Cleveland, Ohio, Jul 19, 2016 / 15:26 pm
The detailed platform adopted by the Republican Party this week received mixed reactions among Catholics for its positions.
It was an "extremely conservative platform" in the words of Rep. Virginia Foxx (R-N.C.), co-chair of the platform committee, "one that, as I said in my comments on the floor here, upholds our moral tradition."
Among many issues, the 54-page statement of the party's beliefs calls for building a wall along the U.S.-Mexico border, asks for more restrictions on refugee resettlement in the U.S., defends marriage as between one man and one woman, calls for the passage of pro-life legislation, and even includes paragraphs calling pornography a "public health crisis."
The pro-life group Susan B. Anthony List called the platform "the most pro-life platform ever," noting how it pushed for bans on late-term abortions, sex-selective abortions, and disability abortions, and advocated for the Hyde Amendment, which forbids federal tax dollars from directly funding abortions.
Tom McClusky, the vice president of the March for Life who worked in the drafting of the pro-life plank of the platform, told CNA it was "the most detailed platform we've ever seen," noting that "just about every single piece of pro-life legislation that is currently out there, it is mentioned in the platform."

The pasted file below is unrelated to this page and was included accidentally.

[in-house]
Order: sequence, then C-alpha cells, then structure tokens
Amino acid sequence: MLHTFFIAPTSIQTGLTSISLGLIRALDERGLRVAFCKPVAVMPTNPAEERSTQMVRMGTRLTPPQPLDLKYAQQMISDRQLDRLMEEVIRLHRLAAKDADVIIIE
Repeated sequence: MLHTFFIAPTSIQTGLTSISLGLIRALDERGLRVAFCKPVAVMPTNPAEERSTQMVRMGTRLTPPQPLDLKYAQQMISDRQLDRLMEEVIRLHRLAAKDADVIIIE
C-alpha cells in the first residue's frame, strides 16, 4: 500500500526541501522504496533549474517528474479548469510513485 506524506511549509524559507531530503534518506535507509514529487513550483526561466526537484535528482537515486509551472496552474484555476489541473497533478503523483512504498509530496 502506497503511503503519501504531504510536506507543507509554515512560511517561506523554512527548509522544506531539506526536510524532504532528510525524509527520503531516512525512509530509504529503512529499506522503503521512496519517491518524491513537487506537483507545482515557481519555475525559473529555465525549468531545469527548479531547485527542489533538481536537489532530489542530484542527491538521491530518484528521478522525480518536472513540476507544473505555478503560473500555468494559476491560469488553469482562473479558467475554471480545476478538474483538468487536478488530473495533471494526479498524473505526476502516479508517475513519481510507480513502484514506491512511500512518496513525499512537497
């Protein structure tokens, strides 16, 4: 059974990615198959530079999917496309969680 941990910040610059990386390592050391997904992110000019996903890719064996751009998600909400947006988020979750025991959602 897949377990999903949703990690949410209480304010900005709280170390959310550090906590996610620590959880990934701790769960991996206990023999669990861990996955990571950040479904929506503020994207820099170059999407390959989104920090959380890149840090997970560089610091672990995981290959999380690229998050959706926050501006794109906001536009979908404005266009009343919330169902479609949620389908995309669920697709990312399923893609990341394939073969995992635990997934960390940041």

"There is some concern with the person at the top of the ticket," he said, noting the importance of "having a platform that we could lean back on to hold him accountable."
The platform also took a strong right-wing stand on immigration. After acknowledging the contributions of legal immigrants to American society, it called for a wall along the U.S.-Mexico border to prevent the entry of undocumented immigrants into the United States.
"We oppose any form of amnesty for those who, by breaking the law, have disadvantaged those who have obeyed it," the platform said.
It also advocated for a mandatory use of the E-Verify system nationwide, as well as a mandatory minimum sentence of five years in prison for attempted re-entry into the U.S. by someone who has been deported for illegal immigration. So-called "sanctuary cities" should be denied federal aid, it said.
The platform also called for changes to the guest worker program. "In light of the alarming levels of unemployment and underemployment in this country, it is indefensible to continue offering lawful permanent residence to more than one million foreign nationals every year," it stated.
Jeanne Atkinson of the Catholic Legal Immigration Network expressed her concerns with the immigration plank to CNA.
"Immigration is about people and families and communities, not about walls, and punitive and damaging enforcement measures," she said. "Immigrants actually create jobs and strengthen our economy."
She noted the section's first paragraph, which commended "immigrant labor building our country and making vital contributions in every aspect of national life."
"That's really what the focus should be," she insisted, "that emphasis should be throughout the rest of the document"